“The history of women is written in invisible ink,” said Jackie, who led the development of the emerging field of gender lens investing. She has made it her mission to increase the level of awareness on just how powerful an impact women have on our global economy and I certainly applaud her for that. After all, gender equality is smart economics.


She identified four key intersecting areas in which improvements have been notable but where the gender gap is still quite wide globally: access to education; social status and rights; employment; business opportunities and financial services. A sample of statistical data tells the story:

  • There are 33 million fewer girls than boys in primary schools and women comprise 2/3 of the world’s illiterates;
  • While 125 countries outlaw domestic violence, there is a 1 in 3 chance that women will be victims within their lifetimes;
  • Though 115 countries guarantee equal property rights, less than 20% of women are landowners;
  • Sexual harassment is against the law in 117 countries; yet, over 300 million women are without this legal protection;
  • Women are the primary bread winners in 40% of U.S. households, even though they earn only 80% of what men earn.


When it comes to giving, saving, spending and investing, women also make different choices. For example:


  1. They give both money and time to organizations that are effective, efficient and know how to get things done, especially those that support women and girls.
  2. Eighty percent of their earnings are spent on human resources—largely their families and communities–compared with 30-40% for men.
  3. Women make more of the purchasing decisions and they know the socially responsible behavior of the brands they buy. Issues like fair trade pay, who is making our clothes and what ingredients are in the products we use—matter to women. And they are more likely to buy products and services from a woman-owned business.
  4. Today, women are creating more of the jobs, and are on their way to controlling more of the personal wealth than ever before. And, they are keenly aware of the social and economic impact of their investments.


The idea of investing with a gender lens is to see more clearly how to make better decisions that will create more opportunity. Three areas that could benefit from this focus include access to capital, products and services and workplace equality; these are all areas with plenty of upside opportunity.


Research tells us that organizations with more women in decision-making roles are more profitable, provide a better return on investment and have better safety records, among other benefits. With roughly a billion women, known as the Third Billion, looking to join the global economy as consumers, producers, employees and entrepreneurs, this represents an emerging force bigger than India or China. And when you add in the belief of the millennial generation that the primary purpose of business is to improve society, I can’t help but wonder if the time has finally come in women’s history to level the playing field once and for all.


What do you think? I’d love to hear your comments and questions. Please like or share this content and reply with your thoughts.


#womeninbusiness #womenomics #womeninvesting #genderlens

Special Interview with Cheryl Liew-Chng

I am so pleased to bring you this special interview with Cheryl Liew-Chng, award-winning work / life coach, who is recognized as a global thought leader in the field of women’s leadership and personal development.

Cheryl is my very good friend. We share a special mentor, Brendon Burchard, and have been part of his exclusive mastermind group together. She lives in Singapore, though her impact and influence spreads far beyond that part of the world. She has consulted with some of the biggest international companies and coached thousands of women on how to live a “life most excellent.”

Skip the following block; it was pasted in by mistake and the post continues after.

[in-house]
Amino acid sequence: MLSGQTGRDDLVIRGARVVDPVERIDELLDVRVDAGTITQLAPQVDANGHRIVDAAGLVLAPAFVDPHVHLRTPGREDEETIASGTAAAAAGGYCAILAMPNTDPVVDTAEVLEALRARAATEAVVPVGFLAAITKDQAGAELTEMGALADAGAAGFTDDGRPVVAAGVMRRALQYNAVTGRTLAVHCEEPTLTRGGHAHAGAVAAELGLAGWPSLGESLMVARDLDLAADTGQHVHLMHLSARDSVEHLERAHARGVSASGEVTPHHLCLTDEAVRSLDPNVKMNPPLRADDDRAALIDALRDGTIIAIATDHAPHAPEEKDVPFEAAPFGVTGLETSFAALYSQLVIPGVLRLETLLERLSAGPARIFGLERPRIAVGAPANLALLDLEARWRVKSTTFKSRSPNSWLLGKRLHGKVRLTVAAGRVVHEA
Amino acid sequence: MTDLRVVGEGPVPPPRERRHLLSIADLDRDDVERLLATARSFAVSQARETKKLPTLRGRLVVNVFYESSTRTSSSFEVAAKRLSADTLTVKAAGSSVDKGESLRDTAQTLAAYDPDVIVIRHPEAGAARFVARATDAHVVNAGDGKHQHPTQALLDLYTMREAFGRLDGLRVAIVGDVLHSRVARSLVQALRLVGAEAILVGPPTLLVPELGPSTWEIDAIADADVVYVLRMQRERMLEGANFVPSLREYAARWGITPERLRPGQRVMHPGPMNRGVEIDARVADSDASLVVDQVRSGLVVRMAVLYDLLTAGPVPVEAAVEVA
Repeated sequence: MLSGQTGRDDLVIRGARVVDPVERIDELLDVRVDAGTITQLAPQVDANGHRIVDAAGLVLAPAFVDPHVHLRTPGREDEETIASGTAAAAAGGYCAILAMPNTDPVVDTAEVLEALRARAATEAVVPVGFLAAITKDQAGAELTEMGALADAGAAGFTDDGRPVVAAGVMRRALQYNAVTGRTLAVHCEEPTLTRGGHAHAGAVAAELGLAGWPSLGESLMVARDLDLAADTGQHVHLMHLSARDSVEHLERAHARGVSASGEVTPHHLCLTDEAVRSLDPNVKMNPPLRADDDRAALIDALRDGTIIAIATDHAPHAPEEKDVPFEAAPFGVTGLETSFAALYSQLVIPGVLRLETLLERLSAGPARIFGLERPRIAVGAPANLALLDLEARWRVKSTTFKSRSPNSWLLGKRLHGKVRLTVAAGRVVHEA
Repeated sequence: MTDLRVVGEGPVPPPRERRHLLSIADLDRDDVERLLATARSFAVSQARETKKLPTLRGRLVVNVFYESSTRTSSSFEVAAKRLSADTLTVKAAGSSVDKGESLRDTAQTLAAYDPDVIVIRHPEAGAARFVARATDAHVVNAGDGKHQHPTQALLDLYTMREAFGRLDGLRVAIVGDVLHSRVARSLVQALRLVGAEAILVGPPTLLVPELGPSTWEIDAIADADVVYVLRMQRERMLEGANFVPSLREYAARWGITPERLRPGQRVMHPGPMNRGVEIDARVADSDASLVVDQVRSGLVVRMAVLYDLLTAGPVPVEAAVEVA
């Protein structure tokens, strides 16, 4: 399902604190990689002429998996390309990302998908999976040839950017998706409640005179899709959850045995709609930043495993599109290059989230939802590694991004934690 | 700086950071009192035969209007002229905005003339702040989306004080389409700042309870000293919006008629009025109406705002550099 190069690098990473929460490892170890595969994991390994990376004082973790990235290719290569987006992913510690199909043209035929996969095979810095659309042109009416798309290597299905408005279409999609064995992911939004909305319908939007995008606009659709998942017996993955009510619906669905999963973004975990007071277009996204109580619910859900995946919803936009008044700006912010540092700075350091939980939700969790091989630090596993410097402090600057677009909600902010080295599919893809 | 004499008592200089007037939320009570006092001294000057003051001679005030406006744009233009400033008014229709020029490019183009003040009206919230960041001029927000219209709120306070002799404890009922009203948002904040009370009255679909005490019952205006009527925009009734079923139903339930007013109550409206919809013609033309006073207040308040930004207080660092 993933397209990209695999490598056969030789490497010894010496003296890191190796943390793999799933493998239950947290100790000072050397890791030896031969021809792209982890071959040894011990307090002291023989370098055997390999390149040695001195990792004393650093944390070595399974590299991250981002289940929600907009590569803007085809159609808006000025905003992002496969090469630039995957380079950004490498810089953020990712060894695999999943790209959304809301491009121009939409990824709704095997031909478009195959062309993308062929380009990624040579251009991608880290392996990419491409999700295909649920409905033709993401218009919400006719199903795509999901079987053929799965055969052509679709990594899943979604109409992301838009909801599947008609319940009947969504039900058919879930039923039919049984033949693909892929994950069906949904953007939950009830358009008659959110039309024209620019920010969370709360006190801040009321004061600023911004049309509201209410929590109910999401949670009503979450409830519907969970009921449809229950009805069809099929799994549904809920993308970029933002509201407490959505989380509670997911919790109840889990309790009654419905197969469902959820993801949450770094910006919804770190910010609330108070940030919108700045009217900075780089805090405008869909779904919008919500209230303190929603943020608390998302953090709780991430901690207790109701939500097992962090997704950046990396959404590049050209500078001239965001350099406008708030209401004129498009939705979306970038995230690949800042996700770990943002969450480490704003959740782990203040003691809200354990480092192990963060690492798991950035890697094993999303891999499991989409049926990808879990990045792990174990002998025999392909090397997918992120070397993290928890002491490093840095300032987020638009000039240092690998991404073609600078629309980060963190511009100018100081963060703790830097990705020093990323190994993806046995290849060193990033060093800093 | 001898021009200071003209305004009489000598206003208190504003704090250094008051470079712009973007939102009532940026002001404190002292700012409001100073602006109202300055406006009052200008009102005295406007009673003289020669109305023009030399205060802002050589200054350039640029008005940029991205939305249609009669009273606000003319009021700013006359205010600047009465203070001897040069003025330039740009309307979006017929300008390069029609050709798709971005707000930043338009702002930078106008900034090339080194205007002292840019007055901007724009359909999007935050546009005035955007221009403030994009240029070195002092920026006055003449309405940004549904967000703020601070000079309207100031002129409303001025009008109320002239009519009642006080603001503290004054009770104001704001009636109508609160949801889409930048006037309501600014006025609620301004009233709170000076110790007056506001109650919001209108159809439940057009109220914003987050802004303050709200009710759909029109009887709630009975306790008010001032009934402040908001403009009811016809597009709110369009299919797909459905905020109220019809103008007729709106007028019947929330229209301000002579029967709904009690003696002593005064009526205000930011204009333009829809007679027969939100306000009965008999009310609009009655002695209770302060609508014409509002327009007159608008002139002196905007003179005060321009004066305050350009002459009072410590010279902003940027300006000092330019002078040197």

Today, Cheryl launches her book – it’s bound to become a best seller!
The 24 Hour Woman: How High Achieving, Stressed Women Manage It All and Still Find Happiness. When you order it here, you will also be able to participate in her 10-week course and join her on-line community, which includes women from all around the globe.

Once you watch the interview, I’d love to hear your thoughts and questions. Please share them below. Share the link to the video as well, with my compliments.

Give Yourself Permission

permissionOne of the things I’ve noticed in my years as a business leader – first as a senior executive for a large financial services organization and then as a coach, trainer, and teacher to entrepreneurs and executives—is that people often seek permission when it’s not really necessary.


I’m sure you’ve heard the advice: Instead of asking for permission ahead of time, ask for forgiveness after the fact, and that mantra has served me well many times. In fact, in taking risks, I found I rarely had to ask for either. People actually like it when someone takes the initiative, even if things don’t work out perfectly. We admire the courage it takes to move forward during periods of complexity or uncertainty. And have you noticed we live in an age of increasing complexity and uncertainty?


Courage, therefore, is more important than ever. And courage is not something that you’re born with; it’s something you generate in the moment. Just because you decide to act with courage, doesn’t mean you’re not afraid. It just means that you decided. You gave yourself permission.


Over the years, people have asked me for advice when I think what they really want is permission. I believe that, most of the time, we already know what we should do, and we just want validation or reinforcement. Imagine giving yourself that gift, instead of looking outside of you.


Most of us have a sixth sense and we’re just not tuned in to it. Imagine the difference in your life if you could learn to feel it and learn to depend on it.


Learning to hear your inner guidance – and to trust it – takes some practice and it is definitely worth the effort. Just notice your physical reaction to the things that give you pause. Is there an underlying excitement or underlying fear? Where in your body is it showing up? Tightness in the your throat or chest, a feeling in the pit of your stomach or sweaty palms? Pay attention. Become aware of the patterns. Notice what happens when you follow your instinct. And notice what happens when you don’t.


Ask yourself today: what do I need to give myself permission to do, to be or to have? And then, go for it.


Let me know how this works for you. Like this post, leave me a comment, and share it with others.



#leadership #courage #permission #womeninbusiness